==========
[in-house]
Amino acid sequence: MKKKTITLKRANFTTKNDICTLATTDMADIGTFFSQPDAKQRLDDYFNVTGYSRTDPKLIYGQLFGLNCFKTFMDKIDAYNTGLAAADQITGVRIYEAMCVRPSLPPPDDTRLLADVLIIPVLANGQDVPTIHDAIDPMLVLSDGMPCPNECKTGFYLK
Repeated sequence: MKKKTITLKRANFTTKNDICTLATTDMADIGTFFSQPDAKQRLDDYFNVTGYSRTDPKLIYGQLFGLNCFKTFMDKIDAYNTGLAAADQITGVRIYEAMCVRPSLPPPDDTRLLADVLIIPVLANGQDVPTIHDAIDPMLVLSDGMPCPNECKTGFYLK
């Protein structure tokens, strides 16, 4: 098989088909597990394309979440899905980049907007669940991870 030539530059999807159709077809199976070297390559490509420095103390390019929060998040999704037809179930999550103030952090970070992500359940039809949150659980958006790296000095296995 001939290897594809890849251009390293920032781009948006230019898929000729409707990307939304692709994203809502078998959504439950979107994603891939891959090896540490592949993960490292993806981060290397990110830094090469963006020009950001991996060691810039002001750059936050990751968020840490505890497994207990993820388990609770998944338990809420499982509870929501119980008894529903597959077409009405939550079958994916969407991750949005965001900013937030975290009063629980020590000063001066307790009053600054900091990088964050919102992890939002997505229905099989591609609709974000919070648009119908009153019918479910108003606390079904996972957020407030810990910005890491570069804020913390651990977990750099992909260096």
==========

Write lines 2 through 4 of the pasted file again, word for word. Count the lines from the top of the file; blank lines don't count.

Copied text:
Amino acid sequence: MKKKTITLKRANFTTKNDICTLATTDMADIGTFFSQPDAKQRLDDYFNVTGYSRTDPKLIYGQLFGLNCFKTFMDKIDAYNTGLAAADQITGVRIYEAMCVRPSLPPPDDTRLLADVLIIPVLANGQDVPTIHDAIDPMLVLSDGMPCPNECKTGFYLK
Repeated sequence: MKKKTITLKRANFTTKNDICTLATTDMADIGTFFSQPDAKQRLDDYFNVTGYSRTDPKLIYGQLFGLNCFKTFMDKIDAYNTGLAAADQITGVRIYEAMCVRPSLPPPDDTRLLADVLIIPVLANGQDVPTIHDAIDPMLVLSDGMPCPNECKTGFYLK
């Protein structure tokens, strides 16, 4: 098989088909597990394309979440899905980049907007669940991870 030539530059999807159709077809199976070297390559490509420095103390390019929060998040999704037809179930999550103030952090970070992500359940039809949150659980958006790296000095296995 001939290897594809890849251009390293920032781009948006230019898929000729409707990307939304692709994203809502078998959504439950979107994603891939891959090896540490592949993960490292993806981060290397990110830094090469963006020009950001991996060691810039002001750059936050990751968020840490505890497994207990993820388990609770998944338990809420499982509870929501119980008894529903597959077409009405939550079958994916969407991750949005965001900013937030975290009063629980020590000063001066307790009053600054900091990088964050919102992890939002997505229905099989591609609709974000919070648009119908009153019918479910108003606390079904996972957020407030810990910005890491570069804020913390651990977990750099992909260096």